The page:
PHOENIX - UPDATE: According to officials late Thursday morning, the family of Guadalupe Garcia de Rayos has been told she has been deported.
Protests erupted in Phoenix Wednesday, when a Valley woman was ordered to be deported after showing up for a routine immigration check.
Guadalupe Garcia de Rayos was arrested in 2009 for impersonation as part of a Maricopa County Sheriff's Office raid. She was charged with a felony, but her attorneys say that raid was later ruled unconstitutional.
Court documents obtained by ABC15 also show Garcia had previously been ordered to self-deport.
Garcia reported for a regular check-in with Immigration Customs Enforcement Wednesday morning, but never came out.
According to Garcia's attorney, she is now facing deportation as part of President Trump's executive order focused on removing undocumented immigrants with a history of arrests.
Garcia's husband and teenage children joined protesters outside ICE headquarters, as the family now faces being separated.
"I'd ask him 'why he would want to take her from me?' She hasn't done anything wrong and I'm not scared of him," said Garcia’s daughter, Jaqueline, of what she would ask President Trump if she could.
About 7 arrests made without force. Everyone remains safe so far. Hoping for continued cooperation and no more criminal conduct.— Phoenix Police (@phoenixpolice) February 9, 2017
Seven people were arrested Wednesday night after protesters blocked an ICE van that was believed to be transporting Garcia. The van moved back into the garage after several hours of people holding onto the tires and blocking the vehicle with their bodies. No injuries were reported.
The names of those arrested during the protests are Walter Staton, 35; Manuel Saldana, 31; Beth King, 57; Angeles Maldonado, 36; Maria Castro, 23; Kenneth Chapman, 41 and Luke Black, 37. They were arrested on charges of obstructing governmental operations and obstructing a public thoroughfare.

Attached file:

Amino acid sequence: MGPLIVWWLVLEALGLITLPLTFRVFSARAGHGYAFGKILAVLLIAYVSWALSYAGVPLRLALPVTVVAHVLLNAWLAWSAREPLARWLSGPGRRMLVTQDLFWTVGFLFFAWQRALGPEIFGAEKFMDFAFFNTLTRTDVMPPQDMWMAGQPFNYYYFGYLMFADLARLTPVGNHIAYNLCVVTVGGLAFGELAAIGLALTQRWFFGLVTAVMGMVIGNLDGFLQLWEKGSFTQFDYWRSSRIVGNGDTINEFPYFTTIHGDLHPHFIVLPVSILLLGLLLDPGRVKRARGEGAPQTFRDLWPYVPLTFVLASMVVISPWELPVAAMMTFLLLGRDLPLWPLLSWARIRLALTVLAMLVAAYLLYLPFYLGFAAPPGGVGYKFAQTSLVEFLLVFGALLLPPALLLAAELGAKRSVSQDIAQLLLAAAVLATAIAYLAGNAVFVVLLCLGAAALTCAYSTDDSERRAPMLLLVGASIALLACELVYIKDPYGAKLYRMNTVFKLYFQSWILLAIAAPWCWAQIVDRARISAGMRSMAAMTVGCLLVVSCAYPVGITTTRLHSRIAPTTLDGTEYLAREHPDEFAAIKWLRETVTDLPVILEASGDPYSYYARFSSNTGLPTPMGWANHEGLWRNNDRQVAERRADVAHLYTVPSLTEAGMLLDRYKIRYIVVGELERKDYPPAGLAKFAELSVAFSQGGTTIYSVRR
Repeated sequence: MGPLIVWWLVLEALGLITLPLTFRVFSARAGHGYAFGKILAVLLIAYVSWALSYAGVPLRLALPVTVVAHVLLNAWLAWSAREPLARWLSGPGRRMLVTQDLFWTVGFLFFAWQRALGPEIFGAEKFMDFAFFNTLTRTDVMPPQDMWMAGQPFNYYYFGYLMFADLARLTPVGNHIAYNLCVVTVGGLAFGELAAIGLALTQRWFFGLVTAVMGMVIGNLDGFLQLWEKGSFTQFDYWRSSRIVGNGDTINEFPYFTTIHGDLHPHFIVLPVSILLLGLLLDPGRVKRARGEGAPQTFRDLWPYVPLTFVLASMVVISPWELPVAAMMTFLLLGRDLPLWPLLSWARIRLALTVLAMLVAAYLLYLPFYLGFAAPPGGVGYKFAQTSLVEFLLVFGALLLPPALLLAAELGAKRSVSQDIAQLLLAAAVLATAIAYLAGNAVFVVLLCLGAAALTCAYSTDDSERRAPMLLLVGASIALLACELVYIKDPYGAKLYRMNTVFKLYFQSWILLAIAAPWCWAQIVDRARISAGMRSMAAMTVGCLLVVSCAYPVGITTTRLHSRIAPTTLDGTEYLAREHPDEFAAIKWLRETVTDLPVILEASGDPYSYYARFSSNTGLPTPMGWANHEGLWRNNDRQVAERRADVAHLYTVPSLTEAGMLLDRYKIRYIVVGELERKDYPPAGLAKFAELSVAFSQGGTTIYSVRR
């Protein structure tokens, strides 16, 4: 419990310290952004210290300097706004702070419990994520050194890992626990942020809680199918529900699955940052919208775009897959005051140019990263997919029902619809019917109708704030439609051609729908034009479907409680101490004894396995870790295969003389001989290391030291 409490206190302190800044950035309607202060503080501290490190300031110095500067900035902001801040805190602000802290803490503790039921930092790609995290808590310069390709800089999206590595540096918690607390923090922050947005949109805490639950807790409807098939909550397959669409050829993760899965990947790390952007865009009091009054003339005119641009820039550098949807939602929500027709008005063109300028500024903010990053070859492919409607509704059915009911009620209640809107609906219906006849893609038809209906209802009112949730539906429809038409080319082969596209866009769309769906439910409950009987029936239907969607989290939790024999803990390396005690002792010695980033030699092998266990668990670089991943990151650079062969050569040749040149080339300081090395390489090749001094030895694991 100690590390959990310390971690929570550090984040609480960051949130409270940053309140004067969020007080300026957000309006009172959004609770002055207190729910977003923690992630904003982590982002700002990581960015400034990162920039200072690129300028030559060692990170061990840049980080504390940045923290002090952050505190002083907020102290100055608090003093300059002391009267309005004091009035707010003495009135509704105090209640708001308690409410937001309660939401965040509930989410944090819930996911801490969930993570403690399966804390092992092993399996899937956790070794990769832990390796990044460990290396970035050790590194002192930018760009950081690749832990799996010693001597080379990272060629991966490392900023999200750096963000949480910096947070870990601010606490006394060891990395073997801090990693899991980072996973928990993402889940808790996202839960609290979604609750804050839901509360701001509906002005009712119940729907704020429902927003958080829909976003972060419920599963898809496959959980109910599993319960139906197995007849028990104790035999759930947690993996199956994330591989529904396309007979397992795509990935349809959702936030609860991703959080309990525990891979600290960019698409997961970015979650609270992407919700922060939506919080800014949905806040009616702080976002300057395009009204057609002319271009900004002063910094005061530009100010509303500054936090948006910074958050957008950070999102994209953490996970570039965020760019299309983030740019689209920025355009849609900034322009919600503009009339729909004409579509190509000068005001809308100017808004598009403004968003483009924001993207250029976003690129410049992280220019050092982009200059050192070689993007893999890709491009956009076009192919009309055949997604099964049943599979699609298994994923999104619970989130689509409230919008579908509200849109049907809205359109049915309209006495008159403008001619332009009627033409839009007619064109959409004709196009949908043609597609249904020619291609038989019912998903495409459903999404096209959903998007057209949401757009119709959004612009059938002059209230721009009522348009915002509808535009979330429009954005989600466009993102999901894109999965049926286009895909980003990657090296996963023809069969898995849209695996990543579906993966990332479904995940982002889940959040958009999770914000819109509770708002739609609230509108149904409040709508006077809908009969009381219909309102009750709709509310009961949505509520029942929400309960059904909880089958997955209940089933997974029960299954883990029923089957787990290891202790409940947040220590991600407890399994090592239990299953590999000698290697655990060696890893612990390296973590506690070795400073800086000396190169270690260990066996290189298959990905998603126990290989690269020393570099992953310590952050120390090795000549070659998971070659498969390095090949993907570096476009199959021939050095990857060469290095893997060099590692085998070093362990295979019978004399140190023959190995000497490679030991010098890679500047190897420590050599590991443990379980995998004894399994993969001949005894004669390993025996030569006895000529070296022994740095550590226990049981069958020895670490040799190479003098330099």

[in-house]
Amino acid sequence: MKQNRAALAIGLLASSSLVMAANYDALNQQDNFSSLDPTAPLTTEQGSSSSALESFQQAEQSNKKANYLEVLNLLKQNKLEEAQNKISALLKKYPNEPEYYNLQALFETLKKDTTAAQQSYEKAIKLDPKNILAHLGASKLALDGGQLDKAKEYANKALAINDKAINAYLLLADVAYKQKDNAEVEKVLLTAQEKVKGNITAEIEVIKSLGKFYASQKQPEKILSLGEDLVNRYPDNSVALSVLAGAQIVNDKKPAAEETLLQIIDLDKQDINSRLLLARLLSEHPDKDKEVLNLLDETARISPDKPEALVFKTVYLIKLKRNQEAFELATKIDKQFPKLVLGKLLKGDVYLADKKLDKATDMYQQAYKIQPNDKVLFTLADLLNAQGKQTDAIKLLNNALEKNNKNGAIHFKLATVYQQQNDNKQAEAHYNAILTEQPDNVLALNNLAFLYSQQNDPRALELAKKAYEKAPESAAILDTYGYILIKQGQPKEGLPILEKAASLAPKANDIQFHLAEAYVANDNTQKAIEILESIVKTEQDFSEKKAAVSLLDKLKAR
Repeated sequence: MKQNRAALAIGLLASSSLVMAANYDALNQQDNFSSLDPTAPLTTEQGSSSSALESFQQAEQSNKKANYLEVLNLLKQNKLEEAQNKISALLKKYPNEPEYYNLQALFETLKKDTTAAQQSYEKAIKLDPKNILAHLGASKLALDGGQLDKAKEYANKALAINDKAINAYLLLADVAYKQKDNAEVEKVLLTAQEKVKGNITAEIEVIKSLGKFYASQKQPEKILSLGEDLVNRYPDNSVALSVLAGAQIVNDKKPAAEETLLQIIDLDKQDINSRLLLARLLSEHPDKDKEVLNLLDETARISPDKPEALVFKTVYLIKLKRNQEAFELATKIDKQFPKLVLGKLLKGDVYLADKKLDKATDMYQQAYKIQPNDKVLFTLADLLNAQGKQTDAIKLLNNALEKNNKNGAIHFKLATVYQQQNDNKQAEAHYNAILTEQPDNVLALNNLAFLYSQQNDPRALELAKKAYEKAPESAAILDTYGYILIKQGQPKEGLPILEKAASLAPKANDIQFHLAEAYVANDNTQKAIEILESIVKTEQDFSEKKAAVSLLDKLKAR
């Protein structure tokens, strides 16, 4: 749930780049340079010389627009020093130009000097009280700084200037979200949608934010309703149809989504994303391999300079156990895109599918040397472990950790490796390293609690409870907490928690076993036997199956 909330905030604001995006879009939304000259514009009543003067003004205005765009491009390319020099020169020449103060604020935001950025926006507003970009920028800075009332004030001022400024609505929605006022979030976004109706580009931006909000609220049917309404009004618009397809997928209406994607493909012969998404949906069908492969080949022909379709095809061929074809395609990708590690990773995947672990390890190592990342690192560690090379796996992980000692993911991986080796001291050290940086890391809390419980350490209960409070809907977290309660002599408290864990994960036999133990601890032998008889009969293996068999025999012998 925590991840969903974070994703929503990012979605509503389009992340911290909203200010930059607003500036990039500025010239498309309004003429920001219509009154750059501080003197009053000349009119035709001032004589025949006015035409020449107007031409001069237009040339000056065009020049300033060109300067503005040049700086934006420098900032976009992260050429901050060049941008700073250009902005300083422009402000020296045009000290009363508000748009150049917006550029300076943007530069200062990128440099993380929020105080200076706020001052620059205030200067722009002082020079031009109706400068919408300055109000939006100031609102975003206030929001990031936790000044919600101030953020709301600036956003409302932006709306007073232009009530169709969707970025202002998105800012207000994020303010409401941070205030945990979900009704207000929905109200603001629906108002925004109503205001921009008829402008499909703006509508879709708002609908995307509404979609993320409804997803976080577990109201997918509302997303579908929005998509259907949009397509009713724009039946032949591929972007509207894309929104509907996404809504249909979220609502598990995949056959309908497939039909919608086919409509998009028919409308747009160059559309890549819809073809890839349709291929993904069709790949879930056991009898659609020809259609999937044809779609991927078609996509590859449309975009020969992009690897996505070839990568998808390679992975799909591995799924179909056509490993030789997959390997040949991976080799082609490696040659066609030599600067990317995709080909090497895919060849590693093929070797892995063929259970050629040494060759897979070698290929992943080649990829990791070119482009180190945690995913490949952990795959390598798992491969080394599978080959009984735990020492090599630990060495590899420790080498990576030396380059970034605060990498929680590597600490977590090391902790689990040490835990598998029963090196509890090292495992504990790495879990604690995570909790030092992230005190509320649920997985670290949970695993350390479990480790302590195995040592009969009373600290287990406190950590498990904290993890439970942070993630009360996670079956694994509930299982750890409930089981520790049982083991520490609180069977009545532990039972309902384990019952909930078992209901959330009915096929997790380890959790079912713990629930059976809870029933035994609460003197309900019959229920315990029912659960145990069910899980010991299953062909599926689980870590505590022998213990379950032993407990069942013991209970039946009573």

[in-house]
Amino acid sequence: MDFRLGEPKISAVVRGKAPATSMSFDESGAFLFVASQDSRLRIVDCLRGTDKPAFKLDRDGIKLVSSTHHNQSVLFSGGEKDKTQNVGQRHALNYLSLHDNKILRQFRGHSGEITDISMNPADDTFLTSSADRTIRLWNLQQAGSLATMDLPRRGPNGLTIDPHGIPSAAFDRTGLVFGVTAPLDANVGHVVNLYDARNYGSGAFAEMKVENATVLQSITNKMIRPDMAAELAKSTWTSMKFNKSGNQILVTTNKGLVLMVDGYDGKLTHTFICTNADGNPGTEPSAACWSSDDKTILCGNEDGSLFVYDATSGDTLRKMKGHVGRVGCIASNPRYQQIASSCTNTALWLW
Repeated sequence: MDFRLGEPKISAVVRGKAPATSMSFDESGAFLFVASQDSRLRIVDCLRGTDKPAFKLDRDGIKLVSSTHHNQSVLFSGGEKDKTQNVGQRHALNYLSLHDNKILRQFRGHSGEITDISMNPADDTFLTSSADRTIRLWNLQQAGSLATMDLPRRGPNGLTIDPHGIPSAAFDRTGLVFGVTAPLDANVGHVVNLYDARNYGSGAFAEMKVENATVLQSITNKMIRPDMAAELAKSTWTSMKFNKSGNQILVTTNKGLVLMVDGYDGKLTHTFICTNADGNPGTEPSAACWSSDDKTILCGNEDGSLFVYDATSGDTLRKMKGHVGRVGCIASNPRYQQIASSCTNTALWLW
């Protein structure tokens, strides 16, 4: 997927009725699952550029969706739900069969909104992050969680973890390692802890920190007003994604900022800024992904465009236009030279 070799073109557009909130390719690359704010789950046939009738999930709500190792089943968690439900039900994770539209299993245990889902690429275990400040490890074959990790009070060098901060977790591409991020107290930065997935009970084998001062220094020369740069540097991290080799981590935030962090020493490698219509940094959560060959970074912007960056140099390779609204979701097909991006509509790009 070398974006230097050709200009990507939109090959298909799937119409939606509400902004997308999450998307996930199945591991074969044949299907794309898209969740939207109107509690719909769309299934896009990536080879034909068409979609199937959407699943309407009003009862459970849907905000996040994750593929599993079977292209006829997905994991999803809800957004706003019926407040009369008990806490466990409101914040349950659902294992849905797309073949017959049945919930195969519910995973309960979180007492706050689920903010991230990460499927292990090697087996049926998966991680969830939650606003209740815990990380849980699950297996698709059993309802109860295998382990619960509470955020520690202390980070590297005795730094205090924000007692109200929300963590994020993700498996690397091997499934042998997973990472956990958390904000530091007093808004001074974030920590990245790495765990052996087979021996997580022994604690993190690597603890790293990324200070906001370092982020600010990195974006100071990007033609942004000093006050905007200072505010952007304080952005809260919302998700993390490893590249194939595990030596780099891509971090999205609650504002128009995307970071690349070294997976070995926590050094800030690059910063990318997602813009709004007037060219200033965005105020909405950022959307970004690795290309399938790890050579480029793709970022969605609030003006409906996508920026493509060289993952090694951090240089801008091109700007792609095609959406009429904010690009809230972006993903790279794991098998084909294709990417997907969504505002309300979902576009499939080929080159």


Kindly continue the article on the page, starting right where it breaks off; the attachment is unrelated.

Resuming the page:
Some protesters at the ICE building have chosen criminal conduct instead of free speech.— Phoenix Police (@phoenixpolice) February 9, 2017
Garcia's attorneys say they are trying to buy the Valley mother more time in the U.S. Garcia is among, if not the first, Arizonan to be deported under the President's new executive order.
"It's extremely disappointing to walk in with a beautiful loving and caring human being like Guadalupe and not be able to walk out with her," said Ray Ybarra Maldonado, Garcia's attorney. "She is stronger than I am, when she heard she was going to be taken in, she took a deep breath asked what the next step that would happen and she went into custody."
U.S. Immigration and Customs Enforcement (ICE) released the following statement in regards to Garcia's case:
Ms. Garcia De Rayos is currently being detained by U.S. Immigration and Customs Enforcement (ICE) based on a removal order issued by the Department of Justice's Executive Office for Immigration Review which became final in May 2013. Relevant databases indicate Ms. Garcia De Rayos has a prior felony conviction dating from March 2009 for criminal impersonation.